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He is to look on them as beacons; he is to
keep them as exemplars or ideals. He is to place them as judges of his
work. “How would Homer, how would Demosthenes, have been affected by
what I have written?” This is practical counsel, and even the most
florid modern author, after polishing a paragraph, may tear it up when
he has asked himself, “What would Addison have said about this eloquence
of mine, or Sainte Beuve, or Mr. Matthew Arnold?” In this way what we
call inspiration, that is the performance of the heated mind, perhaps
working at its best, perhaps overstraining itself, and overstating its
idea, might really be regulated. But they are few who consider so
closely, fewer perhaps they who have the heart to cut out their own fine
or refined things. Again, our author suggests another criterion. We are,
as in Lamb’s phrase, “to write for antiquity,” with the souls of poets
dead and gone for our judges. But we are also to write for the future,
asking with what feelings posterity will read us--if it reads us at all.
This is a good discipline. We know by practice what will hit some
contemporary tastes; we know the measure of smartness, say, or the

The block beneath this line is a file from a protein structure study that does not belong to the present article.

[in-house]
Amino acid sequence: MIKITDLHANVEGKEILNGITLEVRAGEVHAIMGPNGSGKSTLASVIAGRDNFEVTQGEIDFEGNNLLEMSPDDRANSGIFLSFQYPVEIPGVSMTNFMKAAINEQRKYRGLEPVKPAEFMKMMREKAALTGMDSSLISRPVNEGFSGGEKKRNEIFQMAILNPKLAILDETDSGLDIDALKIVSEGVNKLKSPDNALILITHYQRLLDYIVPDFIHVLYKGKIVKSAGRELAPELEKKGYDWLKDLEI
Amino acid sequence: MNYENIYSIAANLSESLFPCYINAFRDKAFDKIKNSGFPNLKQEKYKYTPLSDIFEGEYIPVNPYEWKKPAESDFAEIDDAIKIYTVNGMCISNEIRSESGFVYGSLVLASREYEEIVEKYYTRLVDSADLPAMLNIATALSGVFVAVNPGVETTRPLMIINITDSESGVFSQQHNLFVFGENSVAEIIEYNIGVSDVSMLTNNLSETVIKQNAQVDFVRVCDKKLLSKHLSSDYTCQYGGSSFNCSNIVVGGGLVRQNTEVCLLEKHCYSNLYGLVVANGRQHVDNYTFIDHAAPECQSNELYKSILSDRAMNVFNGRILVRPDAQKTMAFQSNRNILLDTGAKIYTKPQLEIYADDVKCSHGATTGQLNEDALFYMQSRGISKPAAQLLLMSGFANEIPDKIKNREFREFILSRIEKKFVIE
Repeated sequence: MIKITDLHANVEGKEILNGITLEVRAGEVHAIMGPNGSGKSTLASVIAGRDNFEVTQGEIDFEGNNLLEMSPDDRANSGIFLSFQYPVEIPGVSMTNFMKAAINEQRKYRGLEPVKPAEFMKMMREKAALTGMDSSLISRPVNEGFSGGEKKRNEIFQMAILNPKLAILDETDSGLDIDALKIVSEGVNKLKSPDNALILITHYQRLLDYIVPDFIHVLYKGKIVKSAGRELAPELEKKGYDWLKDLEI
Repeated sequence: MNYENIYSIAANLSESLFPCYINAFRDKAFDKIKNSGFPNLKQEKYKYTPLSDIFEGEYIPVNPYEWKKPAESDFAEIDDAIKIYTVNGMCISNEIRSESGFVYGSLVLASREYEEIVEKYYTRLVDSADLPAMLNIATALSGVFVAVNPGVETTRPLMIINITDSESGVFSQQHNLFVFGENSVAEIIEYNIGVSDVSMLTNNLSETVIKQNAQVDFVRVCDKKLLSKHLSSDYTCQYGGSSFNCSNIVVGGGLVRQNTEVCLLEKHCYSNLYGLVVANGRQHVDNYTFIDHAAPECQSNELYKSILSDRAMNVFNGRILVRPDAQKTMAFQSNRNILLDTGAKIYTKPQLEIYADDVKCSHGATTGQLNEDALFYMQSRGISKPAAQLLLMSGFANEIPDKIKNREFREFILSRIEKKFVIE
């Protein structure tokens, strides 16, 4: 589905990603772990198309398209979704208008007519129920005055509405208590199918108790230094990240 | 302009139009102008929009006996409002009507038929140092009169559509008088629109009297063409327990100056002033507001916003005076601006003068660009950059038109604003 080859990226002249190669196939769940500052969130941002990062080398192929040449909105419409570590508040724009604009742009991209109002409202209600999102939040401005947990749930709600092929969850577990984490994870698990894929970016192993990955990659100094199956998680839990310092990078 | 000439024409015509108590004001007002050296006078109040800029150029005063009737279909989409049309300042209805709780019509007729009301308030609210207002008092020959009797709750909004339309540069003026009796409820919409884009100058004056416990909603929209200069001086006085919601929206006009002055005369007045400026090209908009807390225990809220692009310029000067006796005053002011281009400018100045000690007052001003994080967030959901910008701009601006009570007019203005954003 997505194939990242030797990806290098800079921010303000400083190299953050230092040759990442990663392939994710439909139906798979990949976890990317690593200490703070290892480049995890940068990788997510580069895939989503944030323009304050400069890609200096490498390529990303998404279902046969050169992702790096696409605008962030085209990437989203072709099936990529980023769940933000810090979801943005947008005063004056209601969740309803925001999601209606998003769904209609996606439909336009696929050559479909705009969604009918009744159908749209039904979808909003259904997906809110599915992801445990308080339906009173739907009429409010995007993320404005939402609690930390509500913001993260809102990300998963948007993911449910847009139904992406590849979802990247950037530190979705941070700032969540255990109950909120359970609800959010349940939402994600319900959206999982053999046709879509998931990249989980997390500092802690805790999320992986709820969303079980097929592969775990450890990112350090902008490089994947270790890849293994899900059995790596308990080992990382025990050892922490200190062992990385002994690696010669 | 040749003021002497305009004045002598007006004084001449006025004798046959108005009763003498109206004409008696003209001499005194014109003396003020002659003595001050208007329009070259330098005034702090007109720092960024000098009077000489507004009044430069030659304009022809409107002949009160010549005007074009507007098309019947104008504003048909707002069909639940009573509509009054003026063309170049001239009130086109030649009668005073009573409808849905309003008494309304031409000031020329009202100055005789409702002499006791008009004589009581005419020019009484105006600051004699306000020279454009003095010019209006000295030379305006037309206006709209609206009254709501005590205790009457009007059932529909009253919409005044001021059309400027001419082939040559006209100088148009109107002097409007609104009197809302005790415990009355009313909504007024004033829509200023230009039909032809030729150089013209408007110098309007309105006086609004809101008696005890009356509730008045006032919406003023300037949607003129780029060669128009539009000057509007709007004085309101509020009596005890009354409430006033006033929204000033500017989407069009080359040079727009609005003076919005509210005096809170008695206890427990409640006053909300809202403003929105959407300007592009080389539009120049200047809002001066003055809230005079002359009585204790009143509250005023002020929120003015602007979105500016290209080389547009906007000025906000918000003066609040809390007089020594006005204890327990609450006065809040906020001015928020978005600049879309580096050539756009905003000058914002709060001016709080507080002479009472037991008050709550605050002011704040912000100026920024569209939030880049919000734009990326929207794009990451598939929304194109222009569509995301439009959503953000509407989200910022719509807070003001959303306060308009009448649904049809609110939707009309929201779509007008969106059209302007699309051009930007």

delicate flippancy, or the sentence with “a dying fall.” But one should
also know that these are fancies of the hour--these and the touch of
archaism, and the spinster-like and artificial precision, which seem to
be points in some styles of the moment. Such reflections as our author
bids us make, with a little self-respect added, may render our work less
popular and effective, and certainly are not likely to carry it down to
remote posterity. But all such reflections, and action in accordance
with what they teach, are elements of literary self-respect. It is hard
to be conscientious, especially hard for him who writes much, and of
necessity, and for bread. But conscience is never to be obeyed with
ease, though the ease grows with the obedience. The book attributed to
Longinus will not have missed its mark if it reminds us that, in
literature at least, for conscience there is yet a place, possibly even
a reward, though that is unessential. By virtue of reasonings like
these, and by insisting that nobility of style is, as it were, the bloom
on nobility of soul, the Treatise on the Sublime becomes a tonic work,
wholesome to be read by young authors and old. “It is natural in us to
feel our souls lifted up by the true Sublime, and, conceiving a sort of
generous exultation, to be filled with joy and pride, as though we had